Gallardo-Rivera moved to a less expensive hotel, the Hotel Maxim, close to downtown Sofia and the Vitosha Street commercial district. He stayed till the end of the second week but was on leave without pay.

“I was trying to email Beatriz because the webcam communication had suddenly stopped,” he explains, “but there were no email responses.”

Gallardo-Rivera decided to return home. Once he was back in Alabama, the emails started again and were forwarded by him to the FBI, which forwarded them to Bulgaria. There, authorities traced the IP address to the seaside town of Burgas.

Gallardo-Rivera was still trying to arrange a trip without letting Beatriz know he knew where she was. He said he was going to visit his brother in Ibiza, Spain, and wanted to make side trip to Bulgaria.

“No, don’t come,” Beatriz said. “Amaia is going to winter camp with her school.”

The Hague Treaty

The emails slacked off, and when they came again, Beatriz was elusive about her address. Gallardo-Rivera tried to get Amaia on the Missing Children’s List, a process that only local authorities can initiate. The Florida police wouldn’t follow through, however, so Gallardo-Rivera turned to the International Missing Children’s List and made a petition through the Hague Treaty.

The Hague’s Office of Children’s Issues provides direction to foreign service posts on international parental child abduction and fulfills U.S. treaty obligations relating to the abduction of children.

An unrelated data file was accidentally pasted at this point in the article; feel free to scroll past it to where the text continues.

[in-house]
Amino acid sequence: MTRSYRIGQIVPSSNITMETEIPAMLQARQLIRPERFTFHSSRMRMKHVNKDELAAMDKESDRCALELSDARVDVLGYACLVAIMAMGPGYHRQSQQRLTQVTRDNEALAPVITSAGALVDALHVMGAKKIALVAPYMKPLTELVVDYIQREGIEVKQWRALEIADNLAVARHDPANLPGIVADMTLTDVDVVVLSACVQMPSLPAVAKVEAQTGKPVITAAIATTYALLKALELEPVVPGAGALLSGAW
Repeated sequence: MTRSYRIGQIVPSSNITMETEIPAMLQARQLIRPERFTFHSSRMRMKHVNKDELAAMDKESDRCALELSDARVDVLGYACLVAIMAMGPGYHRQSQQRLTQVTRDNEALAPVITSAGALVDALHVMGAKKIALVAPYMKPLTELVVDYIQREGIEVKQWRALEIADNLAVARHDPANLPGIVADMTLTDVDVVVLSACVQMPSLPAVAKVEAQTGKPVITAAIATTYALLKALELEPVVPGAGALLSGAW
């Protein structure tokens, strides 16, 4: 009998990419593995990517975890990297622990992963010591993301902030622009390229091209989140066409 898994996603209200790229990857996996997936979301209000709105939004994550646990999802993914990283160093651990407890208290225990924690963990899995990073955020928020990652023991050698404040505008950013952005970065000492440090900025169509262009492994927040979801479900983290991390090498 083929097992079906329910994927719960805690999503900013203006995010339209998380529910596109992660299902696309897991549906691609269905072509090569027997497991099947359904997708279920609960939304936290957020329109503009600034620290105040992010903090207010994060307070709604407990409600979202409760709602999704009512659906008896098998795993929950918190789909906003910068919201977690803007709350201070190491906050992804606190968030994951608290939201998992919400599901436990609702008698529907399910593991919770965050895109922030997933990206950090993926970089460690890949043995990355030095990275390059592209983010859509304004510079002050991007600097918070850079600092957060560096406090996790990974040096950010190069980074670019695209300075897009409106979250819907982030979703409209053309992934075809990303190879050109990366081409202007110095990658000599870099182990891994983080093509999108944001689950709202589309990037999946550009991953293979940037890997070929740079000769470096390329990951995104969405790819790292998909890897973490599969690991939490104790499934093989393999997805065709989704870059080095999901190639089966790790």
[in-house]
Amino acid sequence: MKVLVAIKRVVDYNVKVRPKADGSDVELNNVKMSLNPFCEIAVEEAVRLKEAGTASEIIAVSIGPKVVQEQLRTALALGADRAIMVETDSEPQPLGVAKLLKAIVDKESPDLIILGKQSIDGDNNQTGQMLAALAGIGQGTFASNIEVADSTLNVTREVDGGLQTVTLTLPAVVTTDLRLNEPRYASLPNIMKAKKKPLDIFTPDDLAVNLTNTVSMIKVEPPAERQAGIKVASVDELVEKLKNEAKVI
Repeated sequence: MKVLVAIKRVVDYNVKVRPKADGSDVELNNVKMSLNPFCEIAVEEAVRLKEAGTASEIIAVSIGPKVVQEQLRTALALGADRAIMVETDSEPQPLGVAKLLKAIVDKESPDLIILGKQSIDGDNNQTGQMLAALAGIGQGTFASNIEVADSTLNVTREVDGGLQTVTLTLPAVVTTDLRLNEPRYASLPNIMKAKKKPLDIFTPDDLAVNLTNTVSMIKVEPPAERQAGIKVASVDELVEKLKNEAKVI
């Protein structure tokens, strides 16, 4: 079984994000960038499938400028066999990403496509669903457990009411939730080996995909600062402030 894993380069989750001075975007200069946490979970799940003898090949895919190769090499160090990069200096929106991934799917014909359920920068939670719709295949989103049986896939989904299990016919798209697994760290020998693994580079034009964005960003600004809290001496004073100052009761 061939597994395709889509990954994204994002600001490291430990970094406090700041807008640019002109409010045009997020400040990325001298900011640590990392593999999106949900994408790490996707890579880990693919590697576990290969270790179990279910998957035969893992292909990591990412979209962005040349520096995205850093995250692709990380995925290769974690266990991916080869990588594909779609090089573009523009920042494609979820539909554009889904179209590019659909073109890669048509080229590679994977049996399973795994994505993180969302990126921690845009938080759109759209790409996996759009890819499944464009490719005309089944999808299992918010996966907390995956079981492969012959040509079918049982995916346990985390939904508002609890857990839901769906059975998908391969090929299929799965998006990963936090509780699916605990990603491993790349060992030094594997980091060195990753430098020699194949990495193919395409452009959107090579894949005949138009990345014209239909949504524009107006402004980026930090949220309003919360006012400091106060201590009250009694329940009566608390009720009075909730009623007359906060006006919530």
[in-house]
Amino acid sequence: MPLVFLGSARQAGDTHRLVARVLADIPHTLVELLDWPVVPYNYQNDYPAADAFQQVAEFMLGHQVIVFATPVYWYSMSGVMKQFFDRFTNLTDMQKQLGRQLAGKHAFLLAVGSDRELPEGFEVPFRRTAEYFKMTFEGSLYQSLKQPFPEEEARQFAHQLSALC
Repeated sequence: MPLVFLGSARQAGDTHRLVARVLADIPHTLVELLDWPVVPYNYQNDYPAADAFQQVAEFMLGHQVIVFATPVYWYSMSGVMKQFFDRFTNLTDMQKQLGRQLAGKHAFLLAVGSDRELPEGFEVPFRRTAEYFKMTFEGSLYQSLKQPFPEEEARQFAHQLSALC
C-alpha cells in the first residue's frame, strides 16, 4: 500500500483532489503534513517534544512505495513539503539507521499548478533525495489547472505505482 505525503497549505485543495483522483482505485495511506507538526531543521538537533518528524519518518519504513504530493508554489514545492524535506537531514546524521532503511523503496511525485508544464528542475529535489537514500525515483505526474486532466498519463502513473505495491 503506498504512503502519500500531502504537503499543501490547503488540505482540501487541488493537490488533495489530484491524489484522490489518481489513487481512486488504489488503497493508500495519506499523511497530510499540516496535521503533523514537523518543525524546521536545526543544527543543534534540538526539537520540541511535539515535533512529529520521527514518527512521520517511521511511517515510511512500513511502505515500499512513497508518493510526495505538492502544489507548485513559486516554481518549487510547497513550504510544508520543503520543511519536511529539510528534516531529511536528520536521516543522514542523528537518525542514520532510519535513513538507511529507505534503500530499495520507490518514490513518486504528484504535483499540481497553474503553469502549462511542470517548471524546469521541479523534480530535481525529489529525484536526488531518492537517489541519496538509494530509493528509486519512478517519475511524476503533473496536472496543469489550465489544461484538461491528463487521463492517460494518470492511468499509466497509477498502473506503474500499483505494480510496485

The Hague Treaty, a multilateral treaty protecting children from abduction and retention across international boundaries, provides guidelines for an application process to have a child returned under the treaty.

“In the week or two leading up to finally getting Amaia back in November, I made calls and wrote letters to my congressmen, the State Department, Bulgarian Minister of Interior Tsvetan Tsvetanov, the International Missing Children’s List and Interpol’s Bulgarian office,” says Gallardo-Rivera. “I got flooded with calls in response.”

Then Atkinson called from Sofia, saying the embassy had Amaia. She and Beatriz had been in the home of a friend of the fiancé’s in Burgas. Gallardo-Rivera drove straight to the Atlanta airport, thinking his daughter was en route to the Ridgways. There were complications, however.

“It was alleged that Beatriz said I’d given up custody rights or they’d been revoked,” according to Gallardo-Rivera. “But I had my documents when an embassy car with a translator picked me up at the airport.”

Gallardo-Rivera’s documents showed he had never relinquished joint custody, and he immediately became custodial parent as soon as Beatriz was incarcerated.

The embassy got Gallardo-Rivera to the Social Assistance Office, but Amaia wasn’t with the Ridgways; she was at the Dragalevtsi Shelter for Children because Beatriz claimed Gallardo-Rivera had relinquished custody.

When Gallardo-Rivera saw Amaia there she hugged him. The embassy staff drove them to the airport, and they were out of the country three hours after his arrival.

Home at last

Amaia’s aunt and paternal grandfather were waiting when they landed in Atlanta.